Key Feedstock Consideration

Importance of Feedstock Composition

Feedstock composition may be the single most important factor in the safe and reliable operation of a processing facility. While systems can be optimized for specific feedstock composition, there are some general guidelines regarding the appropriateness of technologies for specific waste types. The selection of an optimal process technology also depends on the evaluation of multiple feedstock attributes such as the feedstock volumes, contract tenure, supplier creditworthiness, feedstock price, and feedstock variability.

Feedstock Properties

The makeup of the feedstock has a significant impact on how it will react both thermochemically and biochemically, and what products will result from each process. Proximate and ultimate analysis are two major methods for understanding the composition of the feedstock that offer distinct insights into the conversion potential.

  1. Proximate Analysis – The content of moisture, volatile matter, ash, and fixed carbon. More moisture requires more drying energy. Fuels with low volatile content can be more effectively processed by partial oxidation gasifiers whereas fuels with higher volatile content are better suited for indirect gasification.
  2. Ultimate Analysis – The elemental composition of the feedstock as a percent by weight of carbon, hydrogen, nitrogen, sulfur, oxygen, and other key elements. The elemental makeup will show how much energy can be produced by the feedstock in relation to the total of undesirable outputs like ash and pollutants.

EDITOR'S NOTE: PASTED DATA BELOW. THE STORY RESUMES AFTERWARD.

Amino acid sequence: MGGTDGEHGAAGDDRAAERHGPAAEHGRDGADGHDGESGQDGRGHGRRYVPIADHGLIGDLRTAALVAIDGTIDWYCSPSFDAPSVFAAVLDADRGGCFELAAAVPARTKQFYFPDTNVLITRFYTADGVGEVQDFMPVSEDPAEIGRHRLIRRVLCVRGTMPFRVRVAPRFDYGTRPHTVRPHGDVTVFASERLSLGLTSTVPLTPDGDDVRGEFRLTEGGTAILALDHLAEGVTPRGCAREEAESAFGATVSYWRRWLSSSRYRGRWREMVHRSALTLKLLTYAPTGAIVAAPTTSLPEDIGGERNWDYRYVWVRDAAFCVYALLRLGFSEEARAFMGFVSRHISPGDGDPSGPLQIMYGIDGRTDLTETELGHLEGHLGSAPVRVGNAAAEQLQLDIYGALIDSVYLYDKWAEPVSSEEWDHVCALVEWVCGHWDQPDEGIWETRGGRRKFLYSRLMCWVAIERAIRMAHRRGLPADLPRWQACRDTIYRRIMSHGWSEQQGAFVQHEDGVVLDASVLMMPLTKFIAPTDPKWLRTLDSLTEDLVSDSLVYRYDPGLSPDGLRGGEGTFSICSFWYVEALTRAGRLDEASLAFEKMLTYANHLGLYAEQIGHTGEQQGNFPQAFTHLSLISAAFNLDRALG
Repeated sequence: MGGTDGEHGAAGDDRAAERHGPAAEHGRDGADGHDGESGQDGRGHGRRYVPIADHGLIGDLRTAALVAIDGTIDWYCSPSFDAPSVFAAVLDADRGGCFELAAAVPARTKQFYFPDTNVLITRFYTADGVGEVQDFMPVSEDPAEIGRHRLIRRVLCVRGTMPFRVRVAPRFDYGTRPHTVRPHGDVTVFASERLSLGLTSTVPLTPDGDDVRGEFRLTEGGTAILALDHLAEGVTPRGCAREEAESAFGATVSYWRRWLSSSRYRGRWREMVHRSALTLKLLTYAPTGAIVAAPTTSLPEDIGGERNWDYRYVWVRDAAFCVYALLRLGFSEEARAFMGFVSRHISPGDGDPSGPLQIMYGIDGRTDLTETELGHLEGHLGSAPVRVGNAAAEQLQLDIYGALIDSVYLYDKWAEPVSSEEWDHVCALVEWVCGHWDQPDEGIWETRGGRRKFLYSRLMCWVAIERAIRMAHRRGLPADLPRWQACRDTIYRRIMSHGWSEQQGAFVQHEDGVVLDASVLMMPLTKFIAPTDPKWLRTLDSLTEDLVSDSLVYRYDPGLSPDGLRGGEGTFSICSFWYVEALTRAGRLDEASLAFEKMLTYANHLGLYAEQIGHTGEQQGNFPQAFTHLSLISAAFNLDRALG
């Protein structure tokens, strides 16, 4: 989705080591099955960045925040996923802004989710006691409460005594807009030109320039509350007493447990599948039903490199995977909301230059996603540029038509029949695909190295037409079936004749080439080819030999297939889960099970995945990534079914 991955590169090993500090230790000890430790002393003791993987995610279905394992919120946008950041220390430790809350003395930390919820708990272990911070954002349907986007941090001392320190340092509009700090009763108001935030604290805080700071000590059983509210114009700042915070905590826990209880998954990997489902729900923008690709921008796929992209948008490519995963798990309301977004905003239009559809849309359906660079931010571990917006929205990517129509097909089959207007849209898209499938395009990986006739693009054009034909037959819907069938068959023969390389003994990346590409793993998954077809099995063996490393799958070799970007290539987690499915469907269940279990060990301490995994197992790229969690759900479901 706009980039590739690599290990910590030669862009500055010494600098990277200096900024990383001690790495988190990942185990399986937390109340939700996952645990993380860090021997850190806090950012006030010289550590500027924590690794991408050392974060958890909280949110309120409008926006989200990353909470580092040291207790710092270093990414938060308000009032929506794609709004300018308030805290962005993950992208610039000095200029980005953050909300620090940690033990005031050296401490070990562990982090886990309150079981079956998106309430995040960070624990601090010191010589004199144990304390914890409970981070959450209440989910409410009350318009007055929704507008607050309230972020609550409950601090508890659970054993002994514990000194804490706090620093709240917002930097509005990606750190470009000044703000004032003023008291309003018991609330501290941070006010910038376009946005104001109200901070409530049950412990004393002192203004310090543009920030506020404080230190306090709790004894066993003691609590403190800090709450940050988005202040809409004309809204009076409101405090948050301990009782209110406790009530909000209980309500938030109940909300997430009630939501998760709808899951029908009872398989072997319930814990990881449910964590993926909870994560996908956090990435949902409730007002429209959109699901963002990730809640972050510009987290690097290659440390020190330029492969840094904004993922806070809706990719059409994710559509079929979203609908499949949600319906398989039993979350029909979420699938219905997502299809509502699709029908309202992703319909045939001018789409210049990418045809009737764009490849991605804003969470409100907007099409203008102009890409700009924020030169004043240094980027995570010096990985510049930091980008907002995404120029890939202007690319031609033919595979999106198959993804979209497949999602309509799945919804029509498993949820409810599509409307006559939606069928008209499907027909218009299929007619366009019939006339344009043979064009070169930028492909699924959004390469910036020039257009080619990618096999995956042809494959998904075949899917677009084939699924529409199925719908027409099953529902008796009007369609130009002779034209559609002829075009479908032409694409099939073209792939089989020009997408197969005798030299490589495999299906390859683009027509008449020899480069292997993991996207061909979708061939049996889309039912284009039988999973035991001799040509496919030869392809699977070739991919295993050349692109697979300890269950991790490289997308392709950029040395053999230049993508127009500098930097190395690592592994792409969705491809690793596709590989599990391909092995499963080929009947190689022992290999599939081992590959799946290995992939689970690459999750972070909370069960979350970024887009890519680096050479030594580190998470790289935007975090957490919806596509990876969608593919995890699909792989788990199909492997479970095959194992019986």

Feedstock Content Analysis

The chemical makeup of the feedstock has a direct effect on how easily it can be converted into a target product. Factors like moisture, ash content, volatile versus fixed carbon, and the amount of each type of element, including carbon, hydrogen, nitrogen, and more will determine which process will yield the optimal end product.

Moisture

For most processes, the lower the moisture content the better, as water does not produce energy. On the contrary, it can take substantial quantities of energy to reduce the amount of moisture in a feedstock by drying it below a threshold of 30% in order for it to work in certain gasifiers and pyrolizers. 5-15% moisture content is an even better target. Untreated biosolids can have moistures of over 70% while corn stover is closer to 5-10%. A southern pine, when initially cut down can have a moisture content of around 50% but will dry out down to 20-30% after a month or more of being cut. Consistent moisture content in feedstock allows for lower variability in drying rates which allows for greater consistency in the feedstock processing systems.

Ash

The more ash in a feedstock, the less energy that feedstock will give off, but unlike water, ash can’t be dried out before processing. Instead, ash can be thought of as inorganic components like dirt and silica. If a feedstock has high ash content, it would likely be better suited for a fluidized bed gasifier since ash can turn into slag and damage or jam up the processes of downdraft gasifiers. Due to being in an oxygen-free environment, pyrolysis processes are indifferent to the amount of ash in a given feedstock in terms of processing and will generally not slag.

Volatile vs Fixed Carbon